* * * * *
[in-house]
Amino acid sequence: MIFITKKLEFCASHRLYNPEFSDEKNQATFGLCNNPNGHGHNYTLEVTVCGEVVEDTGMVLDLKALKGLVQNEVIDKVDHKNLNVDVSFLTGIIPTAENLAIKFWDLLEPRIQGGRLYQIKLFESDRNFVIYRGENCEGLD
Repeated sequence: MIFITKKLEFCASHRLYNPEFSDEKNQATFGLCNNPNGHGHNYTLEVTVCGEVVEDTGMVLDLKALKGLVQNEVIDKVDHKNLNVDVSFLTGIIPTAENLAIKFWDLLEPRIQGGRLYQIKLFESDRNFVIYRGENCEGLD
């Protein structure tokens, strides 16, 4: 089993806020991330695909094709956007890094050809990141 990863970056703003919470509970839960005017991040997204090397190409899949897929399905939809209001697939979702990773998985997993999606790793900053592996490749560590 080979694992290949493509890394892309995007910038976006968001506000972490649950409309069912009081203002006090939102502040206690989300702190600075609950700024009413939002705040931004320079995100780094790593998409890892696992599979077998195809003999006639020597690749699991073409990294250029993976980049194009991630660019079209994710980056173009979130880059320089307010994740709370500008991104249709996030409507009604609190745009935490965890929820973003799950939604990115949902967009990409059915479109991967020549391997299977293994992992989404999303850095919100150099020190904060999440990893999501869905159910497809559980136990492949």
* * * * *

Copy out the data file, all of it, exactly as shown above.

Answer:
[in-house]
Amino acid sequence: MIFITKKLEFCASHRLYNPEFSDEKNQATFGLCNNPNGHGHNYTLEVTVCGEVVEDTGMVLDLKALKGLVQNEVIDKVDHKNLNVDVSFLTGIIPTAENLAIKFWDLLEPRIQGGRLYQIKLFESDRNFVIYRGENCEGLD
Repeated sequence: MIFITKKLEFCASHRLYNPEFSDEKNQATFGLCNNPNGHGHNYTLEVTVCGEVVEDTGMVLDLKALKGLVQNEVIDKVDHKNLNVDVSFLTGIIPTAENLAIKFWDLLEPRIQGGRLYQIKLFESDRNFVIYRGENCEGLD
């Protein structure tokens, strides 16, 4: 089993806020991330695909094709956007890094050809990141 990863970056703003919470509970839960005017991040997204090397190409899949897929399905939809209001697939979702990773998985997993999606790793900053592996490749560590 080979694992290949493509890394892309995007910038976006968001506000972490649950409309069912009081203002006090939102502040206690989300702190600075609950700024009413939002705040931004320079995100780094790593998409890892696992599979077998195809003999006639020597690749699991073409990294250029993976980049194009991630660019079209994710980056173009979130880059320089307010994740709370500008991104249709996030409507009604609190745009935490965890929820973003799950939604990115949902967009990409059915479109991967020549391997299977293994992992989404999303850095919100150099020190904060999440990893999501869905159910497809559980136990492949």